Douglas fir needle midge damage showing up in Christmas tree plantations
Douglas fir needle midge larvae cause galls to form on current-year needles. Infested needles drop from the tree in the fall, usually just before harvest. Severe infestations can cause needle loss, a serious problem for Christmas trees.
August 28, 2014 - Author: Jill O’Donnell, Michigan State University Extension, and Howard Russell, MSU Diagnostic Service, Department of Plant, Soil and Microbial Sciences
Over the past few years, we have seen an increase of damage to Douglas fir in Christmas tree plantations caused by the Douglas fir needle midge, Contarinia pseudotsuga Condr (Cecidomyiidae). Severe infestations can cause unacceptable needle loss, an especially serious problem for Christmas trees (Photo 1). Even moderate needle loss can reduce the value of Christmas trees and heavily damaged trees may be unsalable.
Douglas fir needle midge over-winters as larvae in the soil under infested trees. In early spring, larvae pupate and adult midges emerge to mate and lay eggs in the needles of the expanding buds. Infested needles appear yellow (Photo 2) by late summer and will contain one or more white maggots (Photo 3). Sometimes the needle may bend at the site of the gall. Initially, the damaged area is pale-yellow, but as the season progresses, will darken and eventually turn brown. These needles may shed or remain on the tree.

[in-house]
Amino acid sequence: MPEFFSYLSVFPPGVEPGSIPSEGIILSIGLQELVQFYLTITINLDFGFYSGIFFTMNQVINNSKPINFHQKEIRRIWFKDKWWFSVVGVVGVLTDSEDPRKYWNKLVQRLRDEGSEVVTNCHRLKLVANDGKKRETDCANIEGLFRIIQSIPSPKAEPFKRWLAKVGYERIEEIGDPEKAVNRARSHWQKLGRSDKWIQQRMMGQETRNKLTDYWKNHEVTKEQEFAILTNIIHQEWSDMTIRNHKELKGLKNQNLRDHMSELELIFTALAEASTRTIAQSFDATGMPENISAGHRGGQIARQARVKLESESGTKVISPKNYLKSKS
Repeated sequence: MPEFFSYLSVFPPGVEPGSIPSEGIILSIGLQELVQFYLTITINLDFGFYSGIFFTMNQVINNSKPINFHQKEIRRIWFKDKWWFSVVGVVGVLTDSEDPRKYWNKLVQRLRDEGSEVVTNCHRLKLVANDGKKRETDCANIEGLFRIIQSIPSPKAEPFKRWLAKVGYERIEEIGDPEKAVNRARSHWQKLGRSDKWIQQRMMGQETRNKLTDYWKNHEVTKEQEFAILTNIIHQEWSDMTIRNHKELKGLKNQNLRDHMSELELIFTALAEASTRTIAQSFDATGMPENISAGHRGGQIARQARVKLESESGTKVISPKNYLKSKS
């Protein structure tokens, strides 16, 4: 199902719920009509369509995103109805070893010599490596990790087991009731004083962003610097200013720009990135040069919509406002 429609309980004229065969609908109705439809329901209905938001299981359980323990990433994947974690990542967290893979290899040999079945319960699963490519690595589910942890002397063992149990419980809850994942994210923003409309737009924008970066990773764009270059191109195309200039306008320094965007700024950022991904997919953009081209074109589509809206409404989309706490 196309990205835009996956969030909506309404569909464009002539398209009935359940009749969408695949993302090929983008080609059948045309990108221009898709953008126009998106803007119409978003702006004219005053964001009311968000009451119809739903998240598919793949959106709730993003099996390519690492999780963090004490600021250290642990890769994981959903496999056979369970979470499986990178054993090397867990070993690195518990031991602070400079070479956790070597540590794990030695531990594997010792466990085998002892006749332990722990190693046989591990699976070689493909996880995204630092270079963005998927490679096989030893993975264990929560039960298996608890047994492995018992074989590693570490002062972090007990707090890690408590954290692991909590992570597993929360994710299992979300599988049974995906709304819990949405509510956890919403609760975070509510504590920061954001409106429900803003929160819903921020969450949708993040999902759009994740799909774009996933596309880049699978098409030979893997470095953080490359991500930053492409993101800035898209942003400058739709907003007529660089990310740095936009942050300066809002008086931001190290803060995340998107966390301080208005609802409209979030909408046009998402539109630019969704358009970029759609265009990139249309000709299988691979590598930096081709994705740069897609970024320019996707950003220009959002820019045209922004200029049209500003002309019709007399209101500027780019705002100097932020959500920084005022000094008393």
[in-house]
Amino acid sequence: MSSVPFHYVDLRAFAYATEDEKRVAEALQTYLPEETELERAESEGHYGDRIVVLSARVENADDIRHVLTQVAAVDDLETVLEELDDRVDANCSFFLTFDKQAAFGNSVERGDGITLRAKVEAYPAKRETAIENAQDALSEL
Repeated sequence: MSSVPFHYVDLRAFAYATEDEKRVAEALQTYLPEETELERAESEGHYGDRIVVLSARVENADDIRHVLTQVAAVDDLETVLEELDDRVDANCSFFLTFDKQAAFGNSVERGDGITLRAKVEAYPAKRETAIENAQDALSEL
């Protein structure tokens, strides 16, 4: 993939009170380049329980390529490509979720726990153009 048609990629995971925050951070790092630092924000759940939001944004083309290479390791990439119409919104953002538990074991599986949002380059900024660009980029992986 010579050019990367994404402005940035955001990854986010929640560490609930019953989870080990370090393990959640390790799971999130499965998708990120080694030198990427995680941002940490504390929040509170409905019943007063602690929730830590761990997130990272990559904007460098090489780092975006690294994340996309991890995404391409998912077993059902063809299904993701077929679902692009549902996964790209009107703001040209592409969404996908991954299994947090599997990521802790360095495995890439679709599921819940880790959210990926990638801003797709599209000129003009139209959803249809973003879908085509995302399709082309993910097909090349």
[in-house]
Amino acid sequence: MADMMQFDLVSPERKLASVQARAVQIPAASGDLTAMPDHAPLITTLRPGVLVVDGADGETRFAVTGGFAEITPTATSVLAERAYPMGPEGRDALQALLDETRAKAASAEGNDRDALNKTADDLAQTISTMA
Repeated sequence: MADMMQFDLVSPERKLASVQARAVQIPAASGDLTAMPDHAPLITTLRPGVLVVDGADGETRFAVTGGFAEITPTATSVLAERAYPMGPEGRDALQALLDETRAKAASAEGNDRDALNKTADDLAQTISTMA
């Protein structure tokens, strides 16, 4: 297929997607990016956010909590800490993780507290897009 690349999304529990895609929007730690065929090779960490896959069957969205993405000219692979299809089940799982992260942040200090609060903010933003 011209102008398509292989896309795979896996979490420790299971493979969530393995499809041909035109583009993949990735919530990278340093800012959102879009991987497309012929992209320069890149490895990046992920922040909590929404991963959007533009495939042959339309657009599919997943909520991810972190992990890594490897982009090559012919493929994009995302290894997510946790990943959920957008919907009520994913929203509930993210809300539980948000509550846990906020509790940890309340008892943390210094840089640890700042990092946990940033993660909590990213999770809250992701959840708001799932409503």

Damage from Cooley spruce gall adelgid may resemble damage caused by Douglas fir needle midge. Adelgid-damaged needles frequently have chlorotic areas (Photo 4) where the insects have fed. To distinguish between midge damage and adelgids damage, look for the small cottony balls and cast skins of the adelgids at the yellow spot or needle bend. Again, with Douglas fir needle midge the galled needle will appear swollen if viewed from the side.
It is too late to control this pest this year. If you are having a problem with Douglas fir needle midge, next spring use yellow sticky traps or box traps to determine when adult midges are beginning to emerge. Set out at least 10 traps per field by mid- April. Check the traps every other day until your area accumulates roughly 160-180 growing degree days (GDD) base 50 degrees Fahrenheit, then monitor the traps daily. Time insecticide applications when adult begin to emerge in the spring. Adult midges must encounter treated foliage before they lay eggs. Insecticide treatments should be timed when the adults emerge around 200-225 GDD50.